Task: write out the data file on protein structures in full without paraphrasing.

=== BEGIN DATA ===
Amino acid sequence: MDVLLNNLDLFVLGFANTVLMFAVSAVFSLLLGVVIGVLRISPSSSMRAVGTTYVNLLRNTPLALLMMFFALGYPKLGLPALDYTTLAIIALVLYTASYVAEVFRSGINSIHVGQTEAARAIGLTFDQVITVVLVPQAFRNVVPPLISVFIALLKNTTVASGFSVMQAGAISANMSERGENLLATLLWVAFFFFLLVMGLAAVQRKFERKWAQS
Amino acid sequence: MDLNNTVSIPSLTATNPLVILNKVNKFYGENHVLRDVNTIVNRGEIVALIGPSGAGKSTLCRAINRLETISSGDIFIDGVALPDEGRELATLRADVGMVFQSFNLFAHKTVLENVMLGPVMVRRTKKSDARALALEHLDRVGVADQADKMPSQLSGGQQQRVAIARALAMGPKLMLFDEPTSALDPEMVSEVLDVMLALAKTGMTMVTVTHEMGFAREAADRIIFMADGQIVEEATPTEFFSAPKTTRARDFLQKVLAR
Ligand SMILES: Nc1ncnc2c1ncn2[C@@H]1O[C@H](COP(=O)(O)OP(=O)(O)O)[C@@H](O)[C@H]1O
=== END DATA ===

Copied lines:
Amino acid sequence: MDVLLNNLDLFVLGFANTVLMFAVSAVFSLLLGVVIGVLRISPSSSMRAVGTTYVNLLRNTPLALLMMFFALGYPKLGLPALDYTTLAIIALVLYTASYVAEVFRSGINSIHVGQTEAARAIGLTFDQVITVVLVPQAFRNVVPPLISVFIALLKNTTVASGFSVMQAGAISANMSERGENLLATLLWVAFFFFLLVMGLAAVQRKFERKWAQS
Amino acid sequence: MDLNNTVSIPSLTATNPLVILNKVNKFYGENHVLRDVNTIVNRGEIVALIGPSGAGKSTLCRAINRLETISSGDIFIDGVALPDEGRELATLRADVGMVFQSFNLFAHKTVLENVMLGPVMVRRTKKSDARALALEHLDRVGVADQADKMPSQLSGGQQQRVAIARALAMGPKLMLFDEPTSALDPEMVSEVLDVMLALAKTGMTMVTVTHEMGFAREAADRIIFMADGQIVEEATPTEFFSAPKTTRARDFLQKVLAR
Ligand SMILES: Nc1ncnc2c1ncn2[C@@H]1O[C@H](COP(=O)(O)OP(=O)(O)O)[C@@H](O)[C@H]1O